Heading back to school
The new school year is upon us. With the long summer break drawing to a close, parents naturally think of check lists and what needs to be done.
There’s so much for families to remember! School books, new shoes, school bags, haircuts, bus and train timetables, lunch boxes. All things relating to education can be overwhelming, so where to start?
For first time parents:
- Tell your kids that it’s alright to feel nervous and worried on the first day of school
- Talk freely and regularly about starting school in the days before the BIG first day
- Encourage your kids to talk about what they’re feeling. If there’s something particular that they’re nervous about, see if you can get them to talk about it
- Organise an expedition to the shops to buy their school material like stationery, socks, shoes and pencil cases and get them to help you write the list
- Have a dry run and organise a school day where they get up in the morning, put on their uniform, pack their bags and walk or drive to school
- Some kids worry about accessing their lunches, or maybe aren’t used to bringing lunch from home, so eat a packed lunch at home
- Children love routines and when they start school their usual routine will change, so work with them to write up a daily routine and have a discussion on how the day will work
- If you know of other children who will be starting with your child, arrange for a couple of play dates during the holidays so they know other kids when they start school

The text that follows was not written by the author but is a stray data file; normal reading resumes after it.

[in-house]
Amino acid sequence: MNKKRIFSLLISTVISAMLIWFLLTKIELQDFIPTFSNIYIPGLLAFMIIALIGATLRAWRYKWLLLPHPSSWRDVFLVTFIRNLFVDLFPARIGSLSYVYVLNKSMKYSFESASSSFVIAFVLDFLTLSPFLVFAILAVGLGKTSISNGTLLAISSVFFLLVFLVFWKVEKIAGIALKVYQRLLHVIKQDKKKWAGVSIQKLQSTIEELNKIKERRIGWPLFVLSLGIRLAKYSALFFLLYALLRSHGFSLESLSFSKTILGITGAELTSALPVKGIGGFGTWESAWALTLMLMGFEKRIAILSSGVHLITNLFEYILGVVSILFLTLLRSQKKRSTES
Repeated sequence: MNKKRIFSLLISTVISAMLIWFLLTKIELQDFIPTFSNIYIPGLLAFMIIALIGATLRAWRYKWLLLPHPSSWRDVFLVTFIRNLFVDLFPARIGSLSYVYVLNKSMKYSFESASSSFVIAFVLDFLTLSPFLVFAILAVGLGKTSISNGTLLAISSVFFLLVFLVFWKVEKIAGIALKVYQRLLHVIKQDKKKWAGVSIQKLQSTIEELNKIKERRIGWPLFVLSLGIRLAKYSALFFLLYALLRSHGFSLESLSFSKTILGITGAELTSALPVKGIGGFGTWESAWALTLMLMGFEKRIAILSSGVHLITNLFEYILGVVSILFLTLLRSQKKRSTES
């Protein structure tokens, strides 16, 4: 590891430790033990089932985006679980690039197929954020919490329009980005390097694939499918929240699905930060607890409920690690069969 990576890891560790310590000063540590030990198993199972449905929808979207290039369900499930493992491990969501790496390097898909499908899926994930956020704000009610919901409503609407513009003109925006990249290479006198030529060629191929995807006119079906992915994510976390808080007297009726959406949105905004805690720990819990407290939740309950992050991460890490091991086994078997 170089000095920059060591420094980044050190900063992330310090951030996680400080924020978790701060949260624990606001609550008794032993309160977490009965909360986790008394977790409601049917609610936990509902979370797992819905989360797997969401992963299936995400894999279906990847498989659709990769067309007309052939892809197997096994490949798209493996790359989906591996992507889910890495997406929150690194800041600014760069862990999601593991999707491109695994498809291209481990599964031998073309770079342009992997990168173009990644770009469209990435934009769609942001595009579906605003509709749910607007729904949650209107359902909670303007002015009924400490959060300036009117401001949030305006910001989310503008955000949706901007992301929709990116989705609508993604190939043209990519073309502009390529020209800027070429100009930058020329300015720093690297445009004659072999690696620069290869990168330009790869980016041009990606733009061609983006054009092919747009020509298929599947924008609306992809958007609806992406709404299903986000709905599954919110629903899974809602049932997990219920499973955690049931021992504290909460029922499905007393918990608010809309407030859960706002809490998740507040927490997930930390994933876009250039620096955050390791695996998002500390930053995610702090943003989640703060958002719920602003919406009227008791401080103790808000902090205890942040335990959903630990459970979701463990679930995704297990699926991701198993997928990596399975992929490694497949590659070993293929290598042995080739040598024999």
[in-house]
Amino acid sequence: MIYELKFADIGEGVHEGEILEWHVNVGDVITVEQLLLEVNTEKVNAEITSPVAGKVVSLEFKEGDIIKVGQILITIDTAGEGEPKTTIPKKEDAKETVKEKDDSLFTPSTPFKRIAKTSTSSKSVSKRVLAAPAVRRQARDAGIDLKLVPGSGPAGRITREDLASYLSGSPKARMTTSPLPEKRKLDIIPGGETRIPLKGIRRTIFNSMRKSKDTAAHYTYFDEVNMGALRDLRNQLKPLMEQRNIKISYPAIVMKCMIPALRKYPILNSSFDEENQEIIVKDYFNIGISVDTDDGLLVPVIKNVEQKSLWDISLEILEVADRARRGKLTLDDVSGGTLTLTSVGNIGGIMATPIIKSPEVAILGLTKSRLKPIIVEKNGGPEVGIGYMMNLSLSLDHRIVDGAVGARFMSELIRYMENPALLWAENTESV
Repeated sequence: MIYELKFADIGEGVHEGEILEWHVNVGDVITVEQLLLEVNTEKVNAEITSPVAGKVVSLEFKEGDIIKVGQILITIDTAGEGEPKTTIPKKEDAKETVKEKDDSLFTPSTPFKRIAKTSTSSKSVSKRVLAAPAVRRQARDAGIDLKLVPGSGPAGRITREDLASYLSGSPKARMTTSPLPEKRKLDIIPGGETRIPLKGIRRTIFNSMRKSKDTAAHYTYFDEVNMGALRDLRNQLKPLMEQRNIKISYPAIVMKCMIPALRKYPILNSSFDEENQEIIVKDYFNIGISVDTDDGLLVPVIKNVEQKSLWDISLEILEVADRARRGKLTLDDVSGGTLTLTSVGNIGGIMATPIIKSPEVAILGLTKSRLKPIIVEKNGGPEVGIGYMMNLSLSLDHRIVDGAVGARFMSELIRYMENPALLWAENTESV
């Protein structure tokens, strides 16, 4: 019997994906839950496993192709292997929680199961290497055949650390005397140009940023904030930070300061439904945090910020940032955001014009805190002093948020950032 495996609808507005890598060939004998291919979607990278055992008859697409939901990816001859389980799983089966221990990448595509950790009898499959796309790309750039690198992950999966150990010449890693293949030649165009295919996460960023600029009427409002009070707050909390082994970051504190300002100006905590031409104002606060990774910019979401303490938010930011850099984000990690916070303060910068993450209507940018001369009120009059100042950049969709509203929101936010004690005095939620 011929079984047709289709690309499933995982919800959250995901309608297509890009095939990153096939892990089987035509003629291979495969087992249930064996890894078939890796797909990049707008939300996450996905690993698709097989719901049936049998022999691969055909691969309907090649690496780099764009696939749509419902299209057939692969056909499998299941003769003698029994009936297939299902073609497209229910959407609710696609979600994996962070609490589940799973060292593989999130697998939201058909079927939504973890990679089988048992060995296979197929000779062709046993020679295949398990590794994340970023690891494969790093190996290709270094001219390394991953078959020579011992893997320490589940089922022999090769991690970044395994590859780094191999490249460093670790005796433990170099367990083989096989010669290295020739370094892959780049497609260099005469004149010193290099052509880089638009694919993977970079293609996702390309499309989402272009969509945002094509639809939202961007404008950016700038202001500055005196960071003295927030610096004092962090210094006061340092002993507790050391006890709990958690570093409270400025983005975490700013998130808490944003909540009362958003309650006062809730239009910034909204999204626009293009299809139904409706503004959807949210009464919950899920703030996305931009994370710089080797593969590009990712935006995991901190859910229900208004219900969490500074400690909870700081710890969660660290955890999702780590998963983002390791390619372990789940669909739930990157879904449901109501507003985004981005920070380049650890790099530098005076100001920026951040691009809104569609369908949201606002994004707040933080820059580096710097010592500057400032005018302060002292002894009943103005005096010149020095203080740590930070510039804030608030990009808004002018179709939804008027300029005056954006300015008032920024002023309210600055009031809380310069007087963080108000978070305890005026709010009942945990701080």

For students returning to school
- After a long free-and-easy summer break, it’s understandable if a more seasoned student is reluctant to go back to school because of all those structures and rules
- There may be an unresolved issue from the previous year, so try and get your child to talk to you if you sense something is wrong
- Think of solutions and strategies to make going back to school easier for your child e.g. plan a weekend family outing at a favourite restaurant
- If your child has a more serious issue like bullying or learning difficulties, take up the issue with the school
And it’s not only children who can suffer from first day nerves, mum and dad may also become anxious, particularly new parents.
So much, however, gets down to preparation. Be organised and the process will be much smoother. For example, attend transition days with your child and talk to the staff and other parents who are not new to the school about any concerns.
Footnote: More tips provided by Kidspot Australia at: www.kidspot.com.au
We encourage you to share and use this material on your own website. However, when using materials from Majellan Media’s website, please include the following in your citation: Sourced from www.majellan.media